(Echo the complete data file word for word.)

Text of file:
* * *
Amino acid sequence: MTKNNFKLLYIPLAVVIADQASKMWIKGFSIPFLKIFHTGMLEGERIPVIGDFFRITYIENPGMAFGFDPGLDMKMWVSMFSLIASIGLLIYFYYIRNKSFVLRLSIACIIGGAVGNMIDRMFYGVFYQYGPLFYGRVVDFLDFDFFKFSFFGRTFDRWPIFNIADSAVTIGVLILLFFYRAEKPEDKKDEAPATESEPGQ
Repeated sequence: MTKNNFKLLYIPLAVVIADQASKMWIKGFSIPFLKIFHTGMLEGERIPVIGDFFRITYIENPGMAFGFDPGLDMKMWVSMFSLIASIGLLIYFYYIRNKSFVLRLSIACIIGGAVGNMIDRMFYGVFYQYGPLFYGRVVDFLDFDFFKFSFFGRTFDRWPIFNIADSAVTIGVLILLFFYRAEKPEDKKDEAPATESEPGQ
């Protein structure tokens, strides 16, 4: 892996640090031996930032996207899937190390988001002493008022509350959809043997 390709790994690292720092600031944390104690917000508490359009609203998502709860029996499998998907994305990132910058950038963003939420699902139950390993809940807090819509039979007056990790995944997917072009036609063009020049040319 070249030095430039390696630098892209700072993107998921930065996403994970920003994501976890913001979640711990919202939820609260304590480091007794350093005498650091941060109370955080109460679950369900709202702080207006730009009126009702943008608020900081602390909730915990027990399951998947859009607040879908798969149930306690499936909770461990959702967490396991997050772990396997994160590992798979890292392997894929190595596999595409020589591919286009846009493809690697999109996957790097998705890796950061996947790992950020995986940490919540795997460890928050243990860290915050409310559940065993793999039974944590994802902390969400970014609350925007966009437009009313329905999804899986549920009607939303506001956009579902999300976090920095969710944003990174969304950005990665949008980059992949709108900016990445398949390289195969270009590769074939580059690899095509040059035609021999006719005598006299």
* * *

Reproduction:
Amino acid sequence: MTKNNFKLLYIPLAVVIADQASKMWIKGFSIPFLKIFHTGMLEGERIPVIGDFFRITYIENPGMAFGFDPGLDMKMWVSMFSLIASIGLLIYFYYIRNKSFVLRLSIACIIGGAVGNMIDRMFYGVFYQYGPLFYGRVVDFLDFDFFKFSFFGRTFDRWPIFNIADSAVTIGVLILLFFYRAEKPEDKKDEAPATESEPGQ
Repeated sequence: MTKNNFKLLYIPLAVVIADQASKMWIKGFSIPFLKIFHTGMLEGERIPVIGDFFRITYIENPGMAFGFDPGLDMKMWVSMFSLIASIGLLIYFYYIRNKSFVLRLSIACIIGGAVGNMIDRMFYGVFYQYGPLFYGRVVDFLDFDFFKFSFFGRTFDRWPIFNIADSAVTIGVLILLFFYRAEKPEDKKDEAPATESEPGQ
């Protein structure tokens, strides 16, 4: 892996640090031996930032996207899937190390988001002493008022509350959809043997 390709790994690292720092600031944390104690917000508490359009609203998502709860029996499998998907994305990132910058950038963003939420699902139950390993809940807090819509039979007056990790995944997917072009036609063009020049040319 070249030095430039390696630098892209700072993107998921930065996403994970920003994501976890913001979640711990919202939820609260304590480091007794350093005498650091941060109370955080109460679950369900709202702080207006730009009126009702943008608020900081602390909730915990027990399951998947859009607040879908798969149930306690499936909770461990959702967490396991997050772990396997994160590992798979890292392997894929190595596999595409020589591919286009846009493809690697999109996957790097998705890796950061996947790992950020995986940490919540795997460890928050243990860290915050409310559940065993793999039974944590994802902390969400970014609350925007966009437009009313329905999804899986549920009607939303506001956009579902999300976090920095969710944003990174969304950005990665949008980059992949709108900016990445398949390289195969270009590769074939580059690899095509040059035609021999006719005598006299």